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The Wall Street Journal reports that the Industrial Workers of the World (IWW), described as a “union with a long, feisty history and a counter-cultural aura,” is targeting Starbucks’ baristas for potential organization.

According to the WSJ, Starbucks has long avoided union problems by “offering what it considers generous pay and benefits. Part-time workers in its stores are eligible for medical, dental and vision benefits and Starbucks covers eligible same-sex domestic partners. The company's medical plan helps pay for treatments like acupuncture and store workers can get stock options, known as ‘bean stock,’ and tuition reimbursement.”

Still, the IWW is not impressed, and is pressing an aggressive organization approach. “At Starbucks, the IWW's demands include wage increases and providing workers with guaranteed hours and lower eligibility requirements and out-of-pocket expenses for health-care benefits,” the Journal reports. “The union's tactics have included publicly confronting Starbucks managers with lists of demands and disrupting store operations by getting supporters to pay for drinks with pennies.

“To make its case, the union pushes a comparison between the health care coverage of workers at Starbucks and Wal-Mart, arguing that about 42% of Starbucks employees get coverage through the company, less than the roughly 46% of Wal-Mart workers who receive employer sponsored coverage.”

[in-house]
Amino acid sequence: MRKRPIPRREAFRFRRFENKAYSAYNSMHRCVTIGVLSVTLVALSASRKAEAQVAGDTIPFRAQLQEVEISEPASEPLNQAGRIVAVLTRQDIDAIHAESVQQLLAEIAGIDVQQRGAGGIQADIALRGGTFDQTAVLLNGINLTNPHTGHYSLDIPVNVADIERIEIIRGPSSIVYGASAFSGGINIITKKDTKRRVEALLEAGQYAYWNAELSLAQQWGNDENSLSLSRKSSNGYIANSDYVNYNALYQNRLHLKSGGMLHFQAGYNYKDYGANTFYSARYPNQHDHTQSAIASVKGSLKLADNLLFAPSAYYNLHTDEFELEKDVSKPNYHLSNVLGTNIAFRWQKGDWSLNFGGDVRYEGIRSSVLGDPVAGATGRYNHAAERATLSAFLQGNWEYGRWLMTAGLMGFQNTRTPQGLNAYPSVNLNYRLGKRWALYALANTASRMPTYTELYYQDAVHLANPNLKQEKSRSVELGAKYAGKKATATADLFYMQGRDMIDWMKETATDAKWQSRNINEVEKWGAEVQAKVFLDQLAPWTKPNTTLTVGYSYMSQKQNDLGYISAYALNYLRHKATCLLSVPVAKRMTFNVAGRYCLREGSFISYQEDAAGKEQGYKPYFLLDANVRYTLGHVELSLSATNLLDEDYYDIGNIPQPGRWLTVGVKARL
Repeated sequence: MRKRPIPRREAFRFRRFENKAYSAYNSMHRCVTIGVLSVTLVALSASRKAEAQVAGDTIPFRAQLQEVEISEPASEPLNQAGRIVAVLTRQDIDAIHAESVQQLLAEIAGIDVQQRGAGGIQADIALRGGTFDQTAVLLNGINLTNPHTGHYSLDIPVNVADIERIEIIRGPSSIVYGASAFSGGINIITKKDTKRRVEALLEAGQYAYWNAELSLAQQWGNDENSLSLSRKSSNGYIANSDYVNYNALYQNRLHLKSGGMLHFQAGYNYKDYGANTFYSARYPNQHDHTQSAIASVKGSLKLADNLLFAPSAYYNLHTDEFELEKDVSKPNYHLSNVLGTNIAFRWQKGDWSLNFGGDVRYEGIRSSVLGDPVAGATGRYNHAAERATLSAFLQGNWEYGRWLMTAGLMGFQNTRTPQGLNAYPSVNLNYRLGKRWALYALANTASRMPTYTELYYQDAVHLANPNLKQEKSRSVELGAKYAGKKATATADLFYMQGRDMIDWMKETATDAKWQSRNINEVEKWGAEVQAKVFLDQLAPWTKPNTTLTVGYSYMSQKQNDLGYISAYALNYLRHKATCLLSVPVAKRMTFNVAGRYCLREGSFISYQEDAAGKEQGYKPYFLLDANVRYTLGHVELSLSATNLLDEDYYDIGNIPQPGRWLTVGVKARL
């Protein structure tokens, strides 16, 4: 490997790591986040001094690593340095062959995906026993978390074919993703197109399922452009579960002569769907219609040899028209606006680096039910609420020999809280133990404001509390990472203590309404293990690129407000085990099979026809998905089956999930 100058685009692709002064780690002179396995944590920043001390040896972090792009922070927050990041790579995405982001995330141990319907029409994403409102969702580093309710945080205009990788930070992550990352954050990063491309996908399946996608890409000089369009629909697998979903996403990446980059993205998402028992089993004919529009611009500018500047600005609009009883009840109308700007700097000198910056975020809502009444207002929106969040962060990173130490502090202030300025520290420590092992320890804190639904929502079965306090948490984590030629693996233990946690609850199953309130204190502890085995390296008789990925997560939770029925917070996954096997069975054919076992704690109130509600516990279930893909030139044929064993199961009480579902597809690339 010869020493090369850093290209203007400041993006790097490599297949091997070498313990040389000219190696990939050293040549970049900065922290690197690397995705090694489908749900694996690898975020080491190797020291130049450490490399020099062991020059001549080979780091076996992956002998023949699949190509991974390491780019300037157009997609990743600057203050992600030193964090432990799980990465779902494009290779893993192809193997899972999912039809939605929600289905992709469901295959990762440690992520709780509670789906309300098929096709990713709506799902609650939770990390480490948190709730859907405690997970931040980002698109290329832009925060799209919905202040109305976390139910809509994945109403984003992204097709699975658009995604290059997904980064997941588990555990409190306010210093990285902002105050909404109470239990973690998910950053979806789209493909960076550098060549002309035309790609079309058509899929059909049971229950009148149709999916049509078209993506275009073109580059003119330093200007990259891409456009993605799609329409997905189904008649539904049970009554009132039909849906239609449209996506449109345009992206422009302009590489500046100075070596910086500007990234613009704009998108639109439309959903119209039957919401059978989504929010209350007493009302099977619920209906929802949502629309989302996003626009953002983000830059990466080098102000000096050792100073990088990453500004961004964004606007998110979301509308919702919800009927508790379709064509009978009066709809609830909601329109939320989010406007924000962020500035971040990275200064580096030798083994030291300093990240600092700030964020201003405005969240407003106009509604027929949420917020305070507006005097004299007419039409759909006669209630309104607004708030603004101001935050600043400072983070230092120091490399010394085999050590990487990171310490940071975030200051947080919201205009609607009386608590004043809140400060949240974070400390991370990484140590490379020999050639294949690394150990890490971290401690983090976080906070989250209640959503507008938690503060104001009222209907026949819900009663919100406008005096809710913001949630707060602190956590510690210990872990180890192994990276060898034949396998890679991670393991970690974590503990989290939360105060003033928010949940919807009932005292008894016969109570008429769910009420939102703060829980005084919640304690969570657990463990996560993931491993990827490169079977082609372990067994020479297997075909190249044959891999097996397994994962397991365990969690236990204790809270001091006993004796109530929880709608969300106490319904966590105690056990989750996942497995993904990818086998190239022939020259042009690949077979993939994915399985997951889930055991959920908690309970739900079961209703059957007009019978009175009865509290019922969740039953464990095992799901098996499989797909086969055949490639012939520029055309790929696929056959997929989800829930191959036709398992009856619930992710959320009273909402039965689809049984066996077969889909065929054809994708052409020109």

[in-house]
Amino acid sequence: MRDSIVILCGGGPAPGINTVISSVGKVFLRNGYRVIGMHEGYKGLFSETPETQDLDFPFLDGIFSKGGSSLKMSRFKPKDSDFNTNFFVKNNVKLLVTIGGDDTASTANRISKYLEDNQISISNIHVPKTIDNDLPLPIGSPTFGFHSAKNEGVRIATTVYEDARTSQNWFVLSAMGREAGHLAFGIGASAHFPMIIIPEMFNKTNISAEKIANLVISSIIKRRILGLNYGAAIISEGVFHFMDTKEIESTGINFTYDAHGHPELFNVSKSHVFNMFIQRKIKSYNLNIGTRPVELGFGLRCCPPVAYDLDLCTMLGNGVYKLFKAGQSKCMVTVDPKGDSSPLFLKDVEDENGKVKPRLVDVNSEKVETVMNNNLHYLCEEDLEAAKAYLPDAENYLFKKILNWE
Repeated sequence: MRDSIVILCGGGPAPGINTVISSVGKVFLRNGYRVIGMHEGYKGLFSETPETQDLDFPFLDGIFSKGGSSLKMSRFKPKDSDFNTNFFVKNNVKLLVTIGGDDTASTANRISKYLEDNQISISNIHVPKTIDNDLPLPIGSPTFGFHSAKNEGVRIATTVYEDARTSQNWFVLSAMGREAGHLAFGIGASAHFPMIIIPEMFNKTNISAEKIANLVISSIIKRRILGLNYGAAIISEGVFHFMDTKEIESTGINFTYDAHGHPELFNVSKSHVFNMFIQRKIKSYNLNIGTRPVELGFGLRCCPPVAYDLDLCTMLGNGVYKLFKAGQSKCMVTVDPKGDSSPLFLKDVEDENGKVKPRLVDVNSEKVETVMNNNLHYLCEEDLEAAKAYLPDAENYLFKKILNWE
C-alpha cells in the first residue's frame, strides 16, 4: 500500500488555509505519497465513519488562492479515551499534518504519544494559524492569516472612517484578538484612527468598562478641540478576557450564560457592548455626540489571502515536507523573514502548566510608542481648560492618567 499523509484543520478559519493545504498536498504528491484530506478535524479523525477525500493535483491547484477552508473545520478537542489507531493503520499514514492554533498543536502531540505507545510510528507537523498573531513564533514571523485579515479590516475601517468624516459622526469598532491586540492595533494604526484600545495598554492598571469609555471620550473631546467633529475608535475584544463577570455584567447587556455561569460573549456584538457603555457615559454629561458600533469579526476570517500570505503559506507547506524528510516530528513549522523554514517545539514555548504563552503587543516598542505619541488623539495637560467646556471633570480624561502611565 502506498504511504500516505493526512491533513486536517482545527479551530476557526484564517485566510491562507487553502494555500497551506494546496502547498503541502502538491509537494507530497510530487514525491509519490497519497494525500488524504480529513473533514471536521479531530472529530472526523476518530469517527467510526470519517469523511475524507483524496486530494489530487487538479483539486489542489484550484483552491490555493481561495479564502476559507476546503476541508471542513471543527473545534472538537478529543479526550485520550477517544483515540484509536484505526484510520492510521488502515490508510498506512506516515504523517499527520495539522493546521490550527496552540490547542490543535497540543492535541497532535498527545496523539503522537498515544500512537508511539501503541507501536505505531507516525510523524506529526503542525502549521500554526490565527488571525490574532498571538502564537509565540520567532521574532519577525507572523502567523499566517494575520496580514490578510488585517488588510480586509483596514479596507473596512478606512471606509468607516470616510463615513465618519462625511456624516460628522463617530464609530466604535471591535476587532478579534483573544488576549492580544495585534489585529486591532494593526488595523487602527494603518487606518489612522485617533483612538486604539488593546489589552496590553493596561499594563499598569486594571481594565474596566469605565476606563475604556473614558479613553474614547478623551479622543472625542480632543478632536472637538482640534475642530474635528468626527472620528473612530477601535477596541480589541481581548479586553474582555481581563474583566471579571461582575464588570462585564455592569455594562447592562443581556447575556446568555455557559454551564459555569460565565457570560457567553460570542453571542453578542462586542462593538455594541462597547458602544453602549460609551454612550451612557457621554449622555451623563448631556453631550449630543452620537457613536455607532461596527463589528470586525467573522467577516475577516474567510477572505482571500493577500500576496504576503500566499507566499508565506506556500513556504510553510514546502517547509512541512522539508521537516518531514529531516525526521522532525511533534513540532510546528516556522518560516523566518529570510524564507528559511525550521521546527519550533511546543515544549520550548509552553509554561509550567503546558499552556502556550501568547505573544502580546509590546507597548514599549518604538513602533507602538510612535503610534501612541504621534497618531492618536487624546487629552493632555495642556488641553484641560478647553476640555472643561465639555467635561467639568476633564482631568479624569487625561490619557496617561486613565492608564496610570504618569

Starbucks doesn’t dispute the 42 percent figure, but says that since a large number of its employees and young people who either are in school or still living at home, it isn’t a fair comparison.

While the IWW may be making some noise – enough so that its efforts garner attention from the Wall Street Journal - it also has to be noted that the union, which has roots in early 20th century socialism, is a tiny entity with just 2,500 members. But if it has its way, that number could be growing…and the coffee they’ll be serving at union meetings will be primo.
KC's View:
We have to admit to being conflicted on this one.

On the one hand, we’ve been consistently critical of Wal-Mart’s health care policies, so it is hard for us to ignore the health care percentages admitted to by Starbucks. It may be like comparing apples to oranges, but then again, it may not be; we’d love to see a comparison of how many people working for Starbucks are doing so to support themselves and/or a family, versus the number of people working for Wal-Mart in the same position. It’s just a guess, but we’d expect the number to be a lot lower at Starbucks. (That’s just based on the amount of time we spend in Starbucks, which is considerable.)

Ultimately, we suppose, all nonunion retailers – whether they be Wal-Mart or Starbucks or some other entity – have to have strong enough relationships with their employees/associates that these folks don’t want to become organized. They can’t depend on intimidation, which often is alleged in Wal-Mart’s case but is not mentioned in the Starbucks scenario.

We’d actually be surprised if the IWW gains much traction with this effort. By and large, when we go into virtually any Starbucks, people just seem so happy and pleasant and ready to please – an attitude we don’t often find at other retailers. The company has been effective at maintaining that kind of culture as it grows, which is extremely difficult to do.

And here’s how we really judge a place like Starbucks. It is the kind of place where we’d be thrilled if one of our kids worked there, because it’d be our expectation that they’d learn more about life and business than just how to make coffee. And if this Internet thing doesn’t work out…well, we’d be willing to learn how to make venti skim lattes in exchange for the kind of benefits they offer.